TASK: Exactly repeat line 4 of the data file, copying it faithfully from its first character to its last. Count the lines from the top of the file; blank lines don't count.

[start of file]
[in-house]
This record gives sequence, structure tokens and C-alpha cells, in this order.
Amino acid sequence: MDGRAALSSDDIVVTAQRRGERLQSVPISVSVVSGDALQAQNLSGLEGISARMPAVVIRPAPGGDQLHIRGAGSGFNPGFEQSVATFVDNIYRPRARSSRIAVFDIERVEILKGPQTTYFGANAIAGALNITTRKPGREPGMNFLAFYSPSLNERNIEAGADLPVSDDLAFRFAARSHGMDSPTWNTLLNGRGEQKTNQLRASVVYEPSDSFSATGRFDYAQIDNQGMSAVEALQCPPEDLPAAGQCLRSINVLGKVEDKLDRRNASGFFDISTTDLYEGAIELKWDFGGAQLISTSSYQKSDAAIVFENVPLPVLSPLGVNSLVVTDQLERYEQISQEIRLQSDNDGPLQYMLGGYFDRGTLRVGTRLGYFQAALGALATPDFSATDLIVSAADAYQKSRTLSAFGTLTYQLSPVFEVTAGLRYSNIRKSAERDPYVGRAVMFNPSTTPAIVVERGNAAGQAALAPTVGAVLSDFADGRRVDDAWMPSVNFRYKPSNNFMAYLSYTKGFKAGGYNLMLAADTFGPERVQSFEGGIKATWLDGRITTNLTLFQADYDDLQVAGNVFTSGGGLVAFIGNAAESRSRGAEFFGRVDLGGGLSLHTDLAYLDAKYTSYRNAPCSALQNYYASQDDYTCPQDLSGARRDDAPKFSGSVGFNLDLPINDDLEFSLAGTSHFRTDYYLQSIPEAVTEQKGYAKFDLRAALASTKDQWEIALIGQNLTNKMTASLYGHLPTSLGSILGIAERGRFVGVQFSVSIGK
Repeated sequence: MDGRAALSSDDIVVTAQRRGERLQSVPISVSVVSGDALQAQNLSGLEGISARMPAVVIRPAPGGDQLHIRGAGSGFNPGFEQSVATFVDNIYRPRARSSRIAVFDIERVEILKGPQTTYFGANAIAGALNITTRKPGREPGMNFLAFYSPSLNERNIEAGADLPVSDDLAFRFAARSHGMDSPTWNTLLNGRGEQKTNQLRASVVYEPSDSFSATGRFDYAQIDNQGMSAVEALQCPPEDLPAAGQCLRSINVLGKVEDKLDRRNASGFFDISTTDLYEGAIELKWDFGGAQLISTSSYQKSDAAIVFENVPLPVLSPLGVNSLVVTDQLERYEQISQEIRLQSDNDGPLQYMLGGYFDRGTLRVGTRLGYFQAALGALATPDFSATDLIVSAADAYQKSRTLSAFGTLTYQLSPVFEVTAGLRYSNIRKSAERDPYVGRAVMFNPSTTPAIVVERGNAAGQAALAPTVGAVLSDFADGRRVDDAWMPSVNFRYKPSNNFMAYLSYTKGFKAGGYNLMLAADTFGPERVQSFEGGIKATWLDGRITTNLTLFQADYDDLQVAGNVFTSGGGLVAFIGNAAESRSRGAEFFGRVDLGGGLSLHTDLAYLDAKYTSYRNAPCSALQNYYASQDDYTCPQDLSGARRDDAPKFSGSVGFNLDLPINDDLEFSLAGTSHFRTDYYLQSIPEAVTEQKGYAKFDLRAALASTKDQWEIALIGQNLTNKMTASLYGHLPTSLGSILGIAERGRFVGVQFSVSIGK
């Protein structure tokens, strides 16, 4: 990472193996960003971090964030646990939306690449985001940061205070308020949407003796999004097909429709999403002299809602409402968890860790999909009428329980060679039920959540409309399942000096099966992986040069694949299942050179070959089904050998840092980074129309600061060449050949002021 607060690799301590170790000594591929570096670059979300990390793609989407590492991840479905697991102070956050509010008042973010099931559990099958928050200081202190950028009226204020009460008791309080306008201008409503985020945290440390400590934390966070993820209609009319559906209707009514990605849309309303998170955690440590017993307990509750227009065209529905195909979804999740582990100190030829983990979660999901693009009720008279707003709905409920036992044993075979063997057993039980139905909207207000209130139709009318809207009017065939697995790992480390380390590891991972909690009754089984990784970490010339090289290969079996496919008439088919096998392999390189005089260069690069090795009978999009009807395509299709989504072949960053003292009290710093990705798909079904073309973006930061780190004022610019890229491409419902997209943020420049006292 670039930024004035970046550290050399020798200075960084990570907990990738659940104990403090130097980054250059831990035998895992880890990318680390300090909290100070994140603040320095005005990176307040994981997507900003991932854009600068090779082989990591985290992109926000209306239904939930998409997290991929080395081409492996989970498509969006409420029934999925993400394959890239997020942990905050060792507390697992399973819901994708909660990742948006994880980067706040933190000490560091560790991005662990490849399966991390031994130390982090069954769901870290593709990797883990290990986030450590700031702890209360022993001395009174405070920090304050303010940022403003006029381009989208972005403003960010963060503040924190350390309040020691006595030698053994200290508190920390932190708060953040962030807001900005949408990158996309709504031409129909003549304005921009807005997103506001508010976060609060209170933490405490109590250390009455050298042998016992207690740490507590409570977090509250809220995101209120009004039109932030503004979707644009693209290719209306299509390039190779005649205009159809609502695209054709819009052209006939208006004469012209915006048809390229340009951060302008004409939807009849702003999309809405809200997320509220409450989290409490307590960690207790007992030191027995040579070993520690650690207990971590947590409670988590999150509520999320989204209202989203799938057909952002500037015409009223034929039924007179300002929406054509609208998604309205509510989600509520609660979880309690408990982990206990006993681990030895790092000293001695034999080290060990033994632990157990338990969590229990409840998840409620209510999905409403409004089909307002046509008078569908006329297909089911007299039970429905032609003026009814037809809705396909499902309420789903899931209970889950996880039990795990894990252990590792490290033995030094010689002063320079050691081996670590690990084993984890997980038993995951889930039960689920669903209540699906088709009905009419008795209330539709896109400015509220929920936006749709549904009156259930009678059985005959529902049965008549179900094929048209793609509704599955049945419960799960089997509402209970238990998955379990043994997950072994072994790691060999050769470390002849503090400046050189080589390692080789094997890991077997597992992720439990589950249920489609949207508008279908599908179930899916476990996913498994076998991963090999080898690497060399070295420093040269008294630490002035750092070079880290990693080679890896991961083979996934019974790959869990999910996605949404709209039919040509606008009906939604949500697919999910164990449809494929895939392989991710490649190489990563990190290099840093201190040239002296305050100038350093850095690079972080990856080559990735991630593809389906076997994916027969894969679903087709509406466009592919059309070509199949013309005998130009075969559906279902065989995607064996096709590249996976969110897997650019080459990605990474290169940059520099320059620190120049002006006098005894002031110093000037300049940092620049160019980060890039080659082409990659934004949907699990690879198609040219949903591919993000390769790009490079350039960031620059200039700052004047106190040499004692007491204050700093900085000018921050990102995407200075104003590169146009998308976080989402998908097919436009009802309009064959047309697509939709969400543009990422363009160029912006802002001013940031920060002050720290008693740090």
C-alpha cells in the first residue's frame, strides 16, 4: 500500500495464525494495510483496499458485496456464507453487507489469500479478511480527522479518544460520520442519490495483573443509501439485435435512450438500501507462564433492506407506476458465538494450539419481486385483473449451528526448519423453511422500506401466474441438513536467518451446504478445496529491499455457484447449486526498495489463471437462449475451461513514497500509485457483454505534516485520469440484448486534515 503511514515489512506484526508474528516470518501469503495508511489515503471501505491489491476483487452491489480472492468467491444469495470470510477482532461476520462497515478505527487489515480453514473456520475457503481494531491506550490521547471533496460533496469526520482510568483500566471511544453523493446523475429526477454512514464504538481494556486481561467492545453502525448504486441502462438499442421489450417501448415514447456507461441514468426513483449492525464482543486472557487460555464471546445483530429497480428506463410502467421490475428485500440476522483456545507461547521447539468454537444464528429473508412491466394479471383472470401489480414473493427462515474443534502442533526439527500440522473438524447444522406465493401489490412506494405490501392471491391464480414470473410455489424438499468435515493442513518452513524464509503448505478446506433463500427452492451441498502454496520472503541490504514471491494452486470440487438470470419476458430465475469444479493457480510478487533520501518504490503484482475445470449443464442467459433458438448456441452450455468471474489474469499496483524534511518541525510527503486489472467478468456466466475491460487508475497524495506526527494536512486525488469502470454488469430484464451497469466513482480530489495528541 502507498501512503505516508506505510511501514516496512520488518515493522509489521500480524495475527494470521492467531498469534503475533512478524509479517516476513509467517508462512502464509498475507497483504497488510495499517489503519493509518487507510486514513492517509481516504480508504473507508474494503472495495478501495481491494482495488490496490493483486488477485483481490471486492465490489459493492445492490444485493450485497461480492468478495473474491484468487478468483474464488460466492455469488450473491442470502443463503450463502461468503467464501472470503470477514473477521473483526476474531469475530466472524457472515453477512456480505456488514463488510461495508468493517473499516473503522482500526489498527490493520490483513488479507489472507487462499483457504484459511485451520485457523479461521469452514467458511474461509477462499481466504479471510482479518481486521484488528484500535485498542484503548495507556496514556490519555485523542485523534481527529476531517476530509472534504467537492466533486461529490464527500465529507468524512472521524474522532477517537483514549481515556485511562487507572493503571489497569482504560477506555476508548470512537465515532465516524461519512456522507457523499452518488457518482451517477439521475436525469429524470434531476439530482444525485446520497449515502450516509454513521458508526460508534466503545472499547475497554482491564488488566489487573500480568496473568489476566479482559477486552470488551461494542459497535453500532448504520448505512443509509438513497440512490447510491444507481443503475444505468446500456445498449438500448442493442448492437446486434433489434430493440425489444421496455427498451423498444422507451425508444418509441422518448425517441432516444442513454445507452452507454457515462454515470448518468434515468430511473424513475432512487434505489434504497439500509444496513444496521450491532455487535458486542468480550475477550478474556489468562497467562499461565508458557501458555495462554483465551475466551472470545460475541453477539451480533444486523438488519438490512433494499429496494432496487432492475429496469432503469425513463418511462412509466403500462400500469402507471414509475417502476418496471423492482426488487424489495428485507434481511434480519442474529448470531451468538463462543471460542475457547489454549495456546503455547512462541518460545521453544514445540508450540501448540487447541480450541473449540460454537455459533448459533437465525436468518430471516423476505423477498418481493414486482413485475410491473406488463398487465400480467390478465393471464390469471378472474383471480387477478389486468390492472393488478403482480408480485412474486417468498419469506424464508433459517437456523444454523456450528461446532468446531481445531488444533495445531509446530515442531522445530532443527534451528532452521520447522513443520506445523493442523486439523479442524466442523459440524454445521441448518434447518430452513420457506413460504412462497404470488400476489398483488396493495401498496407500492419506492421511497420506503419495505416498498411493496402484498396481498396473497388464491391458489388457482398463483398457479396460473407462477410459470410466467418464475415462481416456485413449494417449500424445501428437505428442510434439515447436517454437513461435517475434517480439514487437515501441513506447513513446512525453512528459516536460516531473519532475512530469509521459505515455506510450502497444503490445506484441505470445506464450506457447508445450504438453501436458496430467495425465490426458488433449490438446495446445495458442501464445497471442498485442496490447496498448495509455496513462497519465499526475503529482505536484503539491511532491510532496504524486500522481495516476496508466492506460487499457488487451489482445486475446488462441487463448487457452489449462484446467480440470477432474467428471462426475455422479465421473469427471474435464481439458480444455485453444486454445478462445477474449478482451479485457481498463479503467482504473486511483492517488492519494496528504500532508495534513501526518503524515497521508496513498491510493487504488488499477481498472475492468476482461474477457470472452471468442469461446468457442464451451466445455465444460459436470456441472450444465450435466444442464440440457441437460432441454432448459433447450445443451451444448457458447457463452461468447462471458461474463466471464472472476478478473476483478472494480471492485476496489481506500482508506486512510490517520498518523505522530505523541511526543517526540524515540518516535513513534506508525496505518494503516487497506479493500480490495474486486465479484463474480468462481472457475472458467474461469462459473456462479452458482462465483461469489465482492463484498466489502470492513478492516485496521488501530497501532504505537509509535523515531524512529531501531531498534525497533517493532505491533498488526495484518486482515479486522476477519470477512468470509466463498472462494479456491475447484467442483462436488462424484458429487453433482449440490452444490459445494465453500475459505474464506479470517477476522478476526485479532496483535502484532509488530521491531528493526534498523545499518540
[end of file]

Repeated sequence: MDGRAALSSDDIVVTAQRRGERLQSVPISVSVVSGDALQAQNLSGLEGISARMPAVVIRPAPGGDQLHIRGAGSGFNPGFEQSVATFVDNIYRPRARSSRIAVFDIERVEILKGPQTTYFGANAIAGALNITTRKPGREPGMNFLAFYSPSLNERNIEAGADLPVSDDLAFRFAARSHGMDSPTWNTLLNGRGEQKTNQLRASVVYEPSDSFSATGRFDYAQIDNQGMSAVEALQCPPEDLPAAGQCLRSINVLGKVEDKLDRRNASGFFDISTTDLYEGAIELKWDFGGAQLISTSSYQKSDAAIVFENVPLPVLSPLGVNSLVVTDQLERYEQISQEIRLQSDNDGPLQYMLGGYFDRGTLRVGTRLGYFQAALGALATPDFSATDLIVSAADAYQKSRTLSAFGTLTYQLSPVFEVTAGLRYSNIRKSAERDPYVGRAVMFNPSTTPAIVVERGNAAGQAALAPTVGAVLSDFADGRRVDDAWMPSVNFRYKPSNNFMAYLSYTKGFKAGGYNLMLAADTFGPERVQSFEGGIKATWLDGRITTNLTLFQADYDDLQVAGNVFTSGGGLVAFIGNAAESRSRGAEFFGRVDLGGGLSLHTDLAYLDAKYTSYRNAPCSALQNYYASQDDYTCPQDLSGARRDDAPKFSGSVGFNLDLPINDDLEFSLAGTSHFRTDYYLQSIPEAVTEQKGYAKFDLRAALASTKDQWEIALIGQNLTNKMTASLYGHLPTSLGSILGIAERGRFVGVQFSVSIGK